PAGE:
'Anti-corruption' measure backers submit petitions for an initiated Constitutional measure
Members of the group “North Dakotans for Public Integrity” submitted petitions Monday to place what the group calls the "Anti-Corruption Amendment" to the state Constitution on the November ballot.
The group needed 26,904 valid signatures to get the measure on the ballot.
"I'm honored to announce that over 38,000 petitioners are on the record to place the North Dakota Anti-Corruption amendment on the November ballot," the group's co-chair, Ellen Chaffee, told a rally on the state Capitol steps in Bismarck.
The petitions were taken to Secretary of State Al Jaeger, who will review them.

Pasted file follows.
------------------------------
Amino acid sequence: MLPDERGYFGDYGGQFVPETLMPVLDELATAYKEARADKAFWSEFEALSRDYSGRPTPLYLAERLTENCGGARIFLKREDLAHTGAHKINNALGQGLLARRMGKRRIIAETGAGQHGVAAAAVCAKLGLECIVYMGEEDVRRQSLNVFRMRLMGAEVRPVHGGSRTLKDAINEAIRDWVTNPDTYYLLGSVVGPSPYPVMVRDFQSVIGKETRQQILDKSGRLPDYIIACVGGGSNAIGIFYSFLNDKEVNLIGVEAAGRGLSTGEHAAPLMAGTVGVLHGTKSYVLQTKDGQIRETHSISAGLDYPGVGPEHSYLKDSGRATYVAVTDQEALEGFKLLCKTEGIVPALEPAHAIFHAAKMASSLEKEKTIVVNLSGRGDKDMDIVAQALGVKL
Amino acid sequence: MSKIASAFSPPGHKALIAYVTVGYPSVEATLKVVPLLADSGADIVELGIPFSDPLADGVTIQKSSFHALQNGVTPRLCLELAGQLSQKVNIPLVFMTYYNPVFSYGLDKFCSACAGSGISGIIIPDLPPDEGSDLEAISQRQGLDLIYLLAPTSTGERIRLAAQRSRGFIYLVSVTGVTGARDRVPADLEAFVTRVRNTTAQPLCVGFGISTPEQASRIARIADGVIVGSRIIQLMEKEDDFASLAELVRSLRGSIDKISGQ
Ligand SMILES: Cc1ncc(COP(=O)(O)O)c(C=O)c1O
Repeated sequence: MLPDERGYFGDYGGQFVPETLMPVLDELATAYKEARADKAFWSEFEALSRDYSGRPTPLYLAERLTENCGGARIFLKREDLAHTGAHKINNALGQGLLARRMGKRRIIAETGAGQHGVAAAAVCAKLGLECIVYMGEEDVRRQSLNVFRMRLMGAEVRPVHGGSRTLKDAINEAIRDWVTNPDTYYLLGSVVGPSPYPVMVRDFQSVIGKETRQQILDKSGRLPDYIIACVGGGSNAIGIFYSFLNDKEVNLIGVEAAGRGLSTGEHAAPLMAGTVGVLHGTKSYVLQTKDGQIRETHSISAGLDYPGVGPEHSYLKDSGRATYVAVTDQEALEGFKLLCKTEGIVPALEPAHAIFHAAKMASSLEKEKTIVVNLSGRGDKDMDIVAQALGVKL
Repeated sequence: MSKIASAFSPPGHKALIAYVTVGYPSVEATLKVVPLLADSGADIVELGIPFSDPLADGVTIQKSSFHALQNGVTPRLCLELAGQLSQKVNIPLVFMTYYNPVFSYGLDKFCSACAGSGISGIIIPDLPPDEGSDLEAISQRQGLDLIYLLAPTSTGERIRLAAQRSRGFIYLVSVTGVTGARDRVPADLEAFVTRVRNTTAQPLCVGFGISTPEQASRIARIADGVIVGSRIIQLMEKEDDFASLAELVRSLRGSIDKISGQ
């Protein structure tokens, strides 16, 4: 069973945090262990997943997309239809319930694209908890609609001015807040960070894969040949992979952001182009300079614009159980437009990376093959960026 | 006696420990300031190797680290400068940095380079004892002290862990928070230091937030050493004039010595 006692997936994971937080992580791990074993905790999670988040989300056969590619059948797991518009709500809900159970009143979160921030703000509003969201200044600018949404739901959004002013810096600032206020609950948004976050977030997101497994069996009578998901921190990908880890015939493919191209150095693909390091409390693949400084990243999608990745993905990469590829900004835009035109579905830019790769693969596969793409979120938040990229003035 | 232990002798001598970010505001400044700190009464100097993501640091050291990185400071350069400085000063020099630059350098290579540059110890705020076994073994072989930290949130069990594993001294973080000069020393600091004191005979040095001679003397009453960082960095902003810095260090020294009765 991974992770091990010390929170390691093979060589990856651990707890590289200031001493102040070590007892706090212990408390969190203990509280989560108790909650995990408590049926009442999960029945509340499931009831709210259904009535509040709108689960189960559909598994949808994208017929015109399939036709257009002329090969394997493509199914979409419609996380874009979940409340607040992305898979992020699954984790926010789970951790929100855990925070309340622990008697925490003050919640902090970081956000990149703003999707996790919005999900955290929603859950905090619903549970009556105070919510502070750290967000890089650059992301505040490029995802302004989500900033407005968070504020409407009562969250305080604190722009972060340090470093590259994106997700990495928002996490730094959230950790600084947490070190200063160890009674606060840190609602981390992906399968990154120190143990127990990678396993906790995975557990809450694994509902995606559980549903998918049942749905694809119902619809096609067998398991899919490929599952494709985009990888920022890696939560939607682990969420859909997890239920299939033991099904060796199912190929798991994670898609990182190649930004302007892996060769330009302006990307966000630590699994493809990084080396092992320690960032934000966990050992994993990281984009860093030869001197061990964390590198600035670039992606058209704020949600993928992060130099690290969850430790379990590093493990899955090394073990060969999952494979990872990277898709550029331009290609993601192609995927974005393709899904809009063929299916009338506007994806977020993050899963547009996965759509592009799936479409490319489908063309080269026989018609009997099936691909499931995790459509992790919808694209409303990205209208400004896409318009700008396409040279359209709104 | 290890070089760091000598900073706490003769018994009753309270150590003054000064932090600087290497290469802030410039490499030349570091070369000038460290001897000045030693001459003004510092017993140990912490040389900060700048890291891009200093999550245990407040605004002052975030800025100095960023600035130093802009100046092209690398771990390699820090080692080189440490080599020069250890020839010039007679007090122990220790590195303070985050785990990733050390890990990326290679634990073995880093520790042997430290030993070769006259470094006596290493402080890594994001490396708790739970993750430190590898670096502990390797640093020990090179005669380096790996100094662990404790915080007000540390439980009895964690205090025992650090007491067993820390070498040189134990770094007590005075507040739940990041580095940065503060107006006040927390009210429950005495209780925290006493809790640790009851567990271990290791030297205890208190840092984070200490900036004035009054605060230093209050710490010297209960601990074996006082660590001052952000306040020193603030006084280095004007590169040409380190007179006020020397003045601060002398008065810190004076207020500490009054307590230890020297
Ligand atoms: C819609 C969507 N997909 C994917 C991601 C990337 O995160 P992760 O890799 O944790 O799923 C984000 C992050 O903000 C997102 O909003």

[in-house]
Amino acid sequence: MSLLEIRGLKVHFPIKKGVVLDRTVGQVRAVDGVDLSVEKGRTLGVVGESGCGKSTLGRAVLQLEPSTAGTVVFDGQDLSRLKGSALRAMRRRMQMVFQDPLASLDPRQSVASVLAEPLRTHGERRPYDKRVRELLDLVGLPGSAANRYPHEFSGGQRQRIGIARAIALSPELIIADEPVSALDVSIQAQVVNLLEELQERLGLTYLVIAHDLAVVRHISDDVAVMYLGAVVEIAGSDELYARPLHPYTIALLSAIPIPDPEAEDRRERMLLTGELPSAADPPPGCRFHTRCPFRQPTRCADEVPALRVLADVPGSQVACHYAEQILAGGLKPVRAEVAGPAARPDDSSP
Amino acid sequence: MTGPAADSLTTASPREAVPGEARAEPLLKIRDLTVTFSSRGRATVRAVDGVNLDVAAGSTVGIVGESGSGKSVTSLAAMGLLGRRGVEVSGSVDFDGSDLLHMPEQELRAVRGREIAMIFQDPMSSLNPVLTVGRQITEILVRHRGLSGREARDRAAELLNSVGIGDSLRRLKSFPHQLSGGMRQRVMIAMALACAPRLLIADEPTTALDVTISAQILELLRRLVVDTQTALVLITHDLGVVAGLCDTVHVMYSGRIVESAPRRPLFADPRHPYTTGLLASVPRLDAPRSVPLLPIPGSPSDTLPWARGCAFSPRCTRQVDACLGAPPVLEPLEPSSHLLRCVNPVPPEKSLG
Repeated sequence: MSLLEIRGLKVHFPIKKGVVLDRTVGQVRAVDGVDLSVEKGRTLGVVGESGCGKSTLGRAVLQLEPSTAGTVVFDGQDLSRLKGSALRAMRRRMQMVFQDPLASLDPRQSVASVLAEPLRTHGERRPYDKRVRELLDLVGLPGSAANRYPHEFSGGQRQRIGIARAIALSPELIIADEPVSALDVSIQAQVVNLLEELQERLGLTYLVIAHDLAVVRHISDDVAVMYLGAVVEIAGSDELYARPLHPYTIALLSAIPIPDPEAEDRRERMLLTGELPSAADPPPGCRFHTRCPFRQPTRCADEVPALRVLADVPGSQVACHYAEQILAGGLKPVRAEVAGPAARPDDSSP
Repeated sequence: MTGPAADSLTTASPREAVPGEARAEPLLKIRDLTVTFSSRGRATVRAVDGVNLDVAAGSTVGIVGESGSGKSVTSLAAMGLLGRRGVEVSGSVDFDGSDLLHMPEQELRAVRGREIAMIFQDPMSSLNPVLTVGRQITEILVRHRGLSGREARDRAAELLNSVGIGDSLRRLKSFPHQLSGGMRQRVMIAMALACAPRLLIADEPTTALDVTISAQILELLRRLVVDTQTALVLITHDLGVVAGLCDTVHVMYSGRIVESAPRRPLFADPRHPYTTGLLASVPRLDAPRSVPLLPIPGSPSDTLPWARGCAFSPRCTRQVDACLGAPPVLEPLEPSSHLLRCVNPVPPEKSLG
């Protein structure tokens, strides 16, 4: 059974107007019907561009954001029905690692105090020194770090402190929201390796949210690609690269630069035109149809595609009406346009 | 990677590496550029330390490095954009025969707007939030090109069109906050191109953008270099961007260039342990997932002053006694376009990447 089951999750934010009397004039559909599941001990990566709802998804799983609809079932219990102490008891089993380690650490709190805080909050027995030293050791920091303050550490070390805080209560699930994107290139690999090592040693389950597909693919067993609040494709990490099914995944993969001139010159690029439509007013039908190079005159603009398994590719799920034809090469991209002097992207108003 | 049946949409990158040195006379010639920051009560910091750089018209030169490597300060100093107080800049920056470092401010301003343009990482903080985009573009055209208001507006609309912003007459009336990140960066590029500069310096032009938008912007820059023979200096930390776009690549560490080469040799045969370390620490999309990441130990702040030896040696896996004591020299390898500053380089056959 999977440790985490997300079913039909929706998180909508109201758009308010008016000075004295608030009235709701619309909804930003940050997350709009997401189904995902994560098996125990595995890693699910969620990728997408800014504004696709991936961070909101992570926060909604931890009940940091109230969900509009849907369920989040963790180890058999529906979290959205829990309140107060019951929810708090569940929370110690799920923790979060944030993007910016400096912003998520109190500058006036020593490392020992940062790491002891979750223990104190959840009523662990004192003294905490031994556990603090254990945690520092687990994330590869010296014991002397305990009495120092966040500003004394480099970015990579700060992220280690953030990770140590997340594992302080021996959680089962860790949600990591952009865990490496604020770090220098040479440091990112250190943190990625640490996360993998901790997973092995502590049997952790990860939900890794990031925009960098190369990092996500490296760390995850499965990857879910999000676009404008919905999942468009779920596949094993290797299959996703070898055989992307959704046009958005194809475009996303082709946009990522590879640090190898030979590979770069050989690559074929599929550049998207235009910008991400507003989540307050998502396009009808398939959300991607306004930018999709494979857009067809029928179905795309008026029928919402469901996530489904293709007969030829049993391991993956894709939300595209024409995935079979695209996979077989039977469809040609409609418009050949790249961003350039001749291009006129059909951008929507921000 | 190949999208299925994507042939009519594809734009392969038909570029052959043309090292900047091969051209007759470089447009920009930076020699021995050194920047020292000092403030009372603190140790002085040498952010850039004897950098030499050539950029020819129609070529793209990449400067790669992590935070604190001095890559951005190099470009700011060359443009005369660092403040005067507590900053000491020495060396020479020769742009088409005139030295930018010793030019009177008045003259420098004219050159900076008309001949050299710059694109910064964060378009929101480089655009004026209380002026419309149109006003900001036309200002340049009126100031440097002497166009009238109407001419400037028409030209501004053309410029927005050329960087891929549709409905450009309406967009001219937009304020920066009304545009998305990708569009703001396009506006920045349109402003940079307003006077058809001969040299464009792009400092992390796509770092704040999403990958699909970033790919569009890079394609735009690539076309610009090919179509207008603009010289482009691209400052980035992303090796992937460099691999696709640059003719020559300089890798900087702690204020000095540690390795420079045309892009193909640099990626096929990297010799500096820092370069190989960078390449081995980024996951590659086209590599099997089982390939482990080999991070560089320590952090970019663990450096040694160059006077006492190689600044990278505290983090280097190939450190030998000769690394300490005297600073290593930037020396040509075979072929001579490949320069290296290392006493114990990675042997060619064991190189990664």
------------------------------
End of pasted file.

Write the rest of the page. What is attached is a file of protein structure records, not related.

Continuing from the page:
Supporters said the Constitutional measure would increase government transparency, prevent any person use of campaign money, ban foreign money from North Dakota elections, ban lobbyist gifts to state officials, prevent elected officials from going to work as lobbyists for two years after they leave office, and would identify conflicts of interest. It also creates a state ‘ethics commission.'
Co-chair Dina Butcher said once the petitions are okayed, and the measure is approved for the November ballot, the work begins to get the measure passed.
"We're going to run a campaign," Butcher said. "It will be an educational campaign."
Butcher said a poll was done earlier on the concept of an ethics commission.
"We had 70 percent of the population that agrees with us on the need for this kind of enshrinement into the Constitution," Butcher said.
In the past, efforts to create a state ethics commission failed in the state Legislature.